had moved to 660 kHz in the 1980s but was originally on 800 kHz with
250 watts non-directional day but no night authority. My study showed
that 2,600 watts day and 850 watts night was possible, but both would
need to be directional. Hmmm, where could the transmitter site be
the client already had four towers on a huge piece of property, just
outside of town, that was being used for 660 kHz, and the ground
system was more than large enough, plus the tower heights and
spacings would work fine on 800 kHz. FCC filing windows were still in
the future so an application for a new station on 800 kHz was
tendered in January 1996 and granted by the FCC in 1997.
Labs built the phasor, antenna coupling networks and diplexing
filters to keep 800 from interfering with 660 kHz and vice versa.
Mark Persons did the installation and I tuned and proofed the system
with both stations happily running into the same set of towers.
can be a great solution for where to locate a station. No new land
was required and the transmitter building was just (barely) large
enough to house two phasors along with main and auxiliary
transmitters for each. WVAL returned to 800 kHz in March of 1999
while 660 kHz became WBHR.
as often happens, clients see opportunity in expansion and with the
WVAL addition to WBHR proving that it could be economically done, the
question of whether additional frequencies were usable from the site
came up. Two were found, and the story continued with the 2004
Auction 84 AM filing window and the addition of the two stations.
more towers were built on the same piece of land to optimize the
patterns and make it all work out right. 1010 was granted first in
2005 and implemented in 2008, while 540 was granted in 2007 and
constructed in 2010.
was an interesting challenge keeping up with this unique project, as
there are no other four-station directional antenna arrays to compare
it with. Having three of the four stations on the lower end of the
band helped in some respects, like keeping stray inductive reactances
from the interconnecting tubing under control, and hindered in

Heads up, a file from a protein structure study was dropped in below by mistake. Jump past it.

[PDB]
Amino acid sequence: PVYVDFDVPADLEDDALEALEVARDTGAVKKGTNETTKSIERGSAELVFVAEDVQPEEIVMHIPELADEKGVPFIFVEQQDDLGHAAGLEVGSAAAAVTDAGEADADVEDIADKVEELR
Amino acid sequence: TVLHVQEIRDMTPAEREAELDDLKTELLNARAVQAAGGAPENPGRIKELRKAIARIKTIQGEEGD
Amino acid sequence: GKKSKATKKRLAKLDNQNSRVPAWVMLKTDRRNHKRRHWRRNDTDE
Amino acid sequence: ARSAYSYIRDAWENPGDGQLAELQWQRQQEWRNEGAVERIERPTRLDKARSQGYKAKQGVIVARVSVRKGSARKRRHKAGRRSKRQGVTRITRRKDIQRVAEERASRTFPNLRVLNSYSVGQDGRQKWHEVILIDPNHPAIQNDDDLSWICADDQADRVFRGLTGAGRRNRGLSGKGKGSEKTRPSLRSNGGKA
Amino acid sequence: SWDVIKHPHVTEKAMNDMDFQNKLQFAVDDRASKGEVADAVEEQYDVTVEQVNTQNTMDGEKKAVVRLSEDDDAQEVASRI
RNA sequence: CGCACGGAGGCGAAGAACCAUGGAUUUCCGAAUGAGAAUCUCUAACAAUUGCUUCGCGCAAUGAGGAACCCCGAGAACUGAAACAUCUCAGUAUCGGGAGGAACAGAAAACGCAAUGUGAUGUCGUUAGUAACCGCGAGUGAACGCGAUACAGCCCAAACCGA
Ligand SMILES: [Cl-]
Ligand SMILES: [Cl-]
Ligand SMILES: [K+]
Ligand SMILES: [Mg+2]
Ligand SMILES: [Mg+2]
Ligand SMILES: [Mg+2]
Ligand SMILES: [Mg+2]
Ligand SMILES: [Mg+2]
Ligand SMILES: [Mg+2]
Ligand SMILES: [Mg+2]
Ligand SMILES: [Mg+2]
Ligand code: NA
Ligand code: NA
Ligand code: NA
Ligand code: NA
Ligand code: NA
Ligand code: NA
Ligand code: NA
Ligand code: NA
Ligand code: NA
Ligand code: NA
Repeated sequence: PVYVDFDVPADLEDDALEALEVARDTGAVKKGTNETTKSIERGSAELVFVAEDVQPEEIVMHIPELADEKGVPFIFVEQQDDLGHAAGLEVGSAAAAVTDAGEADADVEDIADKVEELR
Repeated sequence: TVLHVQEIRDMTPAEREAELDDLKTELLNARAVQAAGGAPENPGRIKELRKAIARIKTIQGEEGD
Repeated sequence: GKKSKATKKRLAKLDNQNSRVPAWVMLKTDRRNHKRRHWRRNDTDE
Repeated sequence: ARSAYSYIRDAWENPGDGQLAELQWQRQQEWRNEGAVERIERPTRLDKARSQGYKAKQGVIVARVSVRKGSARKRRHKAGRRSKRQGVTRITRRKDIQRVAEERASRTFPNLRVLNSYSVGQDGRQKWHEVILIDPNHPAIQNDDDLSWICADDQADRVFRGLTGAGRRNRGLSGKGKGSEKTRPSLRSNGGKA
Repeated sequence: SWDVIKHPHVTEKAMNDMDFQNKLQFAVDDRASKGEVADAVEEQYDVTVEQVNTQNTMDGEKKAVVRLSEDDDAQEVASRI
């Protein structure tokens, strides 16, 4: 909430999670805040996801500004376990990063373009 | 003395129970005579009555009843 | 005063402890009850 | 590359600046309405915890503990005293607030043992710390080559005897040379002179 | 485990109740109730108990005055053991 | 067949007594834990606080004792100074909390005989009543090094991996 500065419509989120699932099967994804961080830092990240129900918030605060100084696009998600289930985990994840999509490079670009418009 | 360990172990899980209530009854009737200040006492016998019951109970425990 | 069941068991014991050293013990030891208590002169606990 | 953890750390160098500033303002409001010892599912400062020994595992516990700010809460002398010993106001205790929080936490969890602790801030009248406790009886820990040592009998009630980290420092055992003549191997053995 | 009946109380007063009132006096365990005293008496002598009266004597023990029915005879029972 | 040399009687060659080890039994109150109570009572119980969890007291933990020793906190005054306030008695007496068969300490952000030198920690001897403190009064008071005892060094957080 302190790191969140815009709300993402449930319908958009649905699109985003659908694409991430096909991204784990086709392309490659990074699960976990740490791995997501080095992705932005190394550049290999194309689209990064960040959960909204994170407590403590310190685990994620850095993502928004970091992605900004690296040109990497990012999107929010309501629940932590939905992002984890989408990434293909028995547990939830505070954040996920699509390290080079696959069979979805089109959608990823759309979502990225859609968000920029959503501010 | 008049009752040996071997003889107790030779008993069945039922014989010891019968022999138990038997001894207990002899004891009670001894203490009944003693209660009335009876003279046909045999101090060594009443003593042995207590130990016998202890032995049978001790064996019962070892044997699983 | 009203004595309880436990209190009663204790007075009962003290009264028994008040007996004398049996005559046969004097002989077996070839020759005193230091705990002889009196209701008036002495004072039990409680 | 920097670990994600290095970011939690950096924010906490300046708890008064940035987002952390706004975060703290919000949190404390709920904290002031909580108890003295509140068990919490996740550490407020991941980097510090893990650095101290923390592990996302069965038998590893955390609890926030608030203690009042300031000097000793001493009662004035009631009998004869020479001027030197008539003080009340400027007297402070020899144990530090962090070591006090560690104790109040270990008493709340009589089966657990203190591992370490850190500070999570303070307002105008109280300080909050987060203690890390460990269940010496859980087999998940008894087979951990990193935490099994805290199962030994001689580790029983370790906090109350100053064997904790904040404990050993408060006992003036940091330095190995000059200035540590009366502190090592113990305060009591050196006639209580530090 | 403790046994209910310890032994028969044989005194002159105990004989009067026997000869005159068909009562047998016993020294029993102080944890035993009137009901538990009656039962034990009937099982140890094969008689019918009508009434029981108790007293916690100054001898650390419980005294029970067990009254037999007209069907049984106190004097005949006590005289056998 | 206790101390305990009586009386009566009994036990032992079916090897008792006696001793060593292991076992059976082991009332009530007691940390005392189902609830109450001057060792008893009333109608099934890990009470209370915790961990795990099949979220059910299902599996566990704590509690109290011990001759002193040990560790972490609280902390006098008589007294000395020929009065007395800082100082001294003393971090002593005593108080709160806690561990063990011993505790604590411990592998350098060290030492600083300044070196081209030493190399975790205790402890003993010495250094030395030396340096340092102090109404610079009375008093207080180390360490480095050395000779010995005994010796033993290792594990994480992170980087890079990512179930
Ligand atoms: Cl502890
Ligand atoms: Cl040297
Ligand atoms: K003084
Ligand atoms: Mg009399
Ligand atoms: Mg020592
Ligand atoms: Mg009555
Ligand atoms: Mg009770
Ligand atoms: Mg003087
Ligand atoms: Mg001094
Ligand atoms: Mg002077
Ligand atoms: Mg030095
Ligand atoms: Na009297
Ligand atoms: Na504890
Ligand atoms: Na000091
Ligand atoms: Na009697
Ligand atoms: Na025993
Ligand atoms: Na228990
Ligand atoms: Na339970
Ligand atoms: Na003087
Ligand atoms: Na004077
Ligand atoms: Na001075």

others, as when low drive-point impedances were encountered on WXYG.
order to minimize the potential for unpleasant surprises, the tower
houses were rebuilt to hold all of the equipment, which was then
installed as a unit instead of piecemeal additions to each existing
array. Close attention to grounding and component layout minimized
interaction between stations and allowed the system to perform with
no significant interaction or cross products.
are more than 50 pass-reject filters in this system, since none of
the stations use all seven of the unused towers, which are detuned
through the filters.
entire system had already been modeled for the design, and
development around the site was affecting existing monitor points, so
MoM (Method of Moments) antenna proofs were done on all four
stations. It has been well over a year since the last station was
added and there have been very few maintenance problems, not bad
considering four stations are sharing the same site.
client is happy and I am also very pleased that this kind of setup
can and will work.
Persons, WØMH, is a professional broadcast engineer
certified by the Society of Broadcast Engineers. He has more than 30
years of experience and has written numerous articles for industry
publications. His website is www.mwpersons.com.
Mueller has been a broadcast technical consultant specializing in AM
directional arrays for 30 years and can be reached at Mueller
Broadcast Design, in La Grange, Ill., by visiting the website